By MIKE WEST
It's been as hot as an asphalt road on the south side of Hades.
That's what makes me want an old-fashioned watermelon cutting.
Watermelon cuttings were through maybe the early 1970s a social event around these parts ... a little bit like an ice cream social. They're still around, but pretty rare. I member the Democratic Party having one during the last general election.
Back in the day, certain individuals were known for their skill in growing melons, like the late Mr. Tom Drake, for example. You could count on him having a wagon full of good melons. Watermelon cuttings could also be family events shared "in the cool" of the afternoon on Saturdays and Sundays.
While it is perfect easy to buzz by your favorite megamarket and buy a watermelon big enough to bust your truss, I still have a hankering for those melons you don't see any more. They were round, dark green in color and perfect for cooling in a cellar or well house. And often were loaded with dark brown seeds that almost looked black.
You can't beat it on a hot summer day.
The snake-stripe varieties might be more seedless or easier to store in the refrigerator, but they just don't have than dense, sweet flesh of those old-fashioned melons, sliced up and served up on a sheet of newspaper in the backyard.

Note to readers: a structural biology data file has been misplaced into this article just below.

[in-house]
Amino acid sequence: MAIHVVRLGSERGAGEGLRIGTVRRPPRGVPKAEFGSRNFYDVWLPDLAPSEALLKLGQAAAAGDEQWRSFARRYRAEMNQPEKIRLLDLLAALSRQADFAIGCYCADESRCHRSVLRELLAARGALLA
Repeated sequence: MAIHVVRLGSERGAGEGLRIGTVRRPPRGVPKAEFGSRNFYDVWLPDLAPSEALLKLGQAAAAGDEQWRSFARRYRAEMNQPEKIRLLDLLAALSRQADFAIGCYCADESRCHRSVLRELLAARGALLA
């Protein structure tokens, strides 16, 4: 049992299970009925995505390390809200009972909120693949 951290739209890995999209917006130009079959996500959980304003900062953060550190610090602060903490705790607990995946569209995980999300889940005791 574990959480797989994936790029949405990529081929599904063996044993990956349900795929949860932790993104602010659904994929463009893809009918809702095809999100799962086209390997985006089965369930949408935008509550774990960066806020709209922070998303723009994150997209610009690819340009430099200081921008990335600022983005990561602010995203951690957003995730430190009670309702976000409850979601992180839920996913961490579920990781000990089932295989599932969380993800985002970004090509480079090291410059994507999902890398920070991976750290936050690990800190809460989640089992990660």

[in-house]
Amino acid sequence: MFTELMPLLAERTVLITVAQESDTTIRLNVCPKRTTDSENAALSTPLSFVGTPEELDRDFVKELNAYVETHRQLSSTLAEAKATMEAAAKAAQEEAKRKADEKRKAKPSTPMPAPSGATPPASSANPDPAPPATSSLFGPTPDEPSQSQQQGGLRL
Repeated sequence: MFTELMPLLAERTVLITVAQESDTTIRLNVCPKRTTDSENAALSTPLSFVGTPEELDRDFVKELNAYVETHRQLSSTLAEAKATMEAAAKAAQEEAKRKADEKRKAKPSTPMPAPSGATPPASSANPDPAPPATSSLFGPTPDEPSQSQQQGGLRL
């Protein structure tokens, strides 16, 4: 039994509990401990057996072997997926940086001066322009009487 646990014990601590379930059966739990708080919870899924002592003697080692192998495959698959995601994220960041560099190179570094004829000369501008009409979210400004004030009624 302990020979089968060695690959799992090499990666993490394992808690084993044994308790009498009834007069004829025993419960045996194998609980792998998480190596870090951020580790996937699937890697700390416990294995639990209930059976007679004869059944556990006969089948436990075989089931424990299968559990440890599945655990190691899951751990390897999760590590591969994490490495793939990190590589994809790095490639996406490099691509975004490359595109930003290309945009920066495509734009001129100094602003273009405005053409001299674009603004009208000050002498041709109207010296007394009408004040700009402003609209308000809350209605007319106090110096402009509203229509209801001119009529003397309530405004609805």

It was Saturday afternoon heaven for kids who ate as many seeds as they spit at their ornery siblings.
Men would ate their slices with a knife or just standing up, flicking away the seeds.
Ladies were a bit more delicate using a fork to gather a bite of melon before popping it into their mouth.
Others (like yours truly) loved their melon with a touch of salt. Dadgum blood pressure....
Things have changed more than a little bit the last few years with "Sugar Baby" melons making their appearance particularly at Farmer's Markets across Middle Tennessee. They're tasty and very sweet and don't have seeds. That last thing...their seedlessness...is a welcome trait particularly if you have young kids or grandkids to enjoy your melon.
(Don't swallow those seeds junior.)
I have one of those in the refrigerator right now. Well, half of one. The first half of that homegrown beauty got devoured quickly the other night.
It was a good melon, maybe even great, but still not as fullfilling of those from bygone days. Heck, these days it's possible to get watermelon in almost any serving size or form. I even had melon in Las Vegas once upon a time. It was served as part of a unique cucumber salad loaded with some top-secret sauce. It was uniquely tasty.
But still it couldn't rival the taste of a big, ruby-red slice of heaven carved up in a big slice at some Tennesee backyard. Maybe the iron in that old, thin butcher knife made the difference? More likely the flavor was due to the hours of loving care that went into growing that melon in someone's garden patch??
But I still miss the the joy of spittin' that seed at my little brother's noggin?
Blame it on air conditioning, but folks just don't go outside as much these days.